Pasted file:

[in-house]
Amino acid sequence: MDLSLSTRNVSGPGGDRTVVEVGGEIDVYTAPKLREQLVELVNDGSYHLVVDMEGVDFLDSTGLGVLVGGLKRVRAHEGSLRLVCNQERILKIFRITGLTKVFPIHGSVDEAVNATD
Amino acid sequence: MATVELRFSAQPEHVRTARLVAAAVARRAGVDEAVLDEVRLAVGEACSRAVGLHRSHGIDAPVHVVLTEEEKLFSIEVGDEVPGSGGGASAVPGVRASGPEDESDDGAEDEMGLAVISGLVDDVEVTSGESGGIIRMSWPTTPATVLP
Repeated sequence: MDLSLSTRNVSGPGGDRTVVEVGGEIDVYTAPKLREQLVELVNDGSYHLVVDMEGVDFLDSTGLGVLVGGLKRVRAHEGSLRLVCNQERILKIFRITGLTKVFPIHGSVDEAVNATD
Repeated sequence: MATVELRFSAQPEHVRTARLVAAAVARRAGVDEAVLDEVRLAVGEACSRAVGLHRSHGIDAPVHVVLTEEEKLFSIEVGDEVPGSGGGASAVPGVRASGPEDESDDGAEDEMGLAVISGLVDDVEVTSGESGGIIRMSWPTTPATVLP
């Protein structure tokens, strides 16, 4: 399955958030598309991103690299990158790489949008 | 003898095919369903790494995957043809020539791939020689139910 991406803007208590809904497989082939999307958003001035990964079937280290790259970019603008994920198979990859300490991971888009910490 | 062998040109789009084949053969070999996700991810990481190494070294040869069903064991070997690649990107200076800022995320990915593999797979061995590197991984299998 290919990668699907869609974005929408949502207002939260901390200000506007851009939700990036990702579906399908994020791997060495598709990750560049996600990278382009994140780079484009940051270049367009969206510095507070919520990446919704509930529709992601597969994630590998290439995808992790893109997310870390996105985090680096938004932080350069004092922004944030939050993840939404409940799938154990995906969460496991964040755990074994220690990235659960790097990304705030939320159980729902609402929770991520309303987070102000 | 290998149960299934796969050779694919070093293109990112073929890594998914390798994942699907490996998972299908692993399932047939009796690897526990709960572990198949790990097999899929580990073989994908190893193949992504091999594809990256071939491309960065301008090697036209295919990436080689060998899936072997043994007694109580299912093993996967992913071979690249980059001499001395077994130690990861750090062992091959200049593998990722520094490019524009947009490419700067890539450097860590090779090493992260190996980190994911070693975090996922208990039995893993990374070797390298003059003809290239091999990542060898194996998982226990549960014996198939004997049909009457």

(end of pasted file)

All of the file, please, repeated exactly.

[in-house]
Amino acid sequence: MDLSLSTRNVSGPGGDRTVVEVGGEIDVYTAPKLREQLVELVNDGSYHLVVDMEGVDFLDSTGLGVLVGGLKRVRAHEGSLRLVCNQERILKIFRITGLTKVFPIHGSVDEAVNATD
Amino acid sequence: MATVELRFSAQPEHVRTARLVAAAVARRAGVDEAVLDEVRLAVGEACSRAVGLHRSHGIDAPVHVVLTEEEKLFSIEVGDEVPGSGGGASAVPGVRASGPEDESDDGAEDEMGLAVISGLVDDVEVTSGESGGIIRMSWPTTPATVLP
Repeated sequence: MDLSLSTRNVSGPGGDRTVVEVGGEIDVYTAPKLREQLVELVNDGSYHLVVDMEGVDFLDSTGLGVLVGGLKRVRAHEGSLRLVCNQERILKIFRITGLTKVFPIHGSVDEAVNATD
Repeated sequence: MATVELRFSAQPEHVRTARLVAAAVARRAGVDEAVLDEVRLAVGEACSRAVGLHRSHGIDAPVHVVLTEEEKLFSIEVGDEVPGSGGGASAVPGVRASGPEDESDDGAEDEMGLAVISGLVDDVEVTSGESGGIIRMSWPTTPATVLP
């Protein structure tokens, strides 16, 4: 399955958030598309991103690299990158790489949008 | 003898095919369903790494995957043809020539791939020689139910 991406803007208590809904497989082939999307958003001035990964079937280290790259970019603008994920198979990859300490991971888009910490 | 062998040109789009084949053969070999996700991810990481190494070294040869069903064991070997690649990107200076800022995320990915593999797979061995590197991984299998 290919990668699907869609974005929408949502207002939260901390200000506007851009939700990036990702579906399908994020791997060495598709990750560049996600990278382009994140780079484009940051270049367009969206510095507070919520990446919704509930529709992601597969994630590998290439995808992790893109997310870390996105985090680096938004932080350069004092922004944030939050993840939404409940799938154990995906969460496991964040755990074994220690990235659960790097990304705030939320159980729902609402929770991520309303987070102000 | 290998149960299934796969050779694919070093293109990112073929890594998914390798994942699907490996998972299908692993399932047939009796690897526990709960572990198949790990097999899929580990073989994908190893193949992504091999594809990256071939491309960065301008090697036209295919990436080689060998899936072997043994007694109580299912093993996967992913071979690249980059001499001395077994130690990861750090062992091959200049593998990722520094490019524009947009490419700067890539450097860590090779090493992260190996980190994911070693975090996922208990039995893993990374070797390298003059003809290239091999990542060898194996998982226990549960014996198939004997049909009457």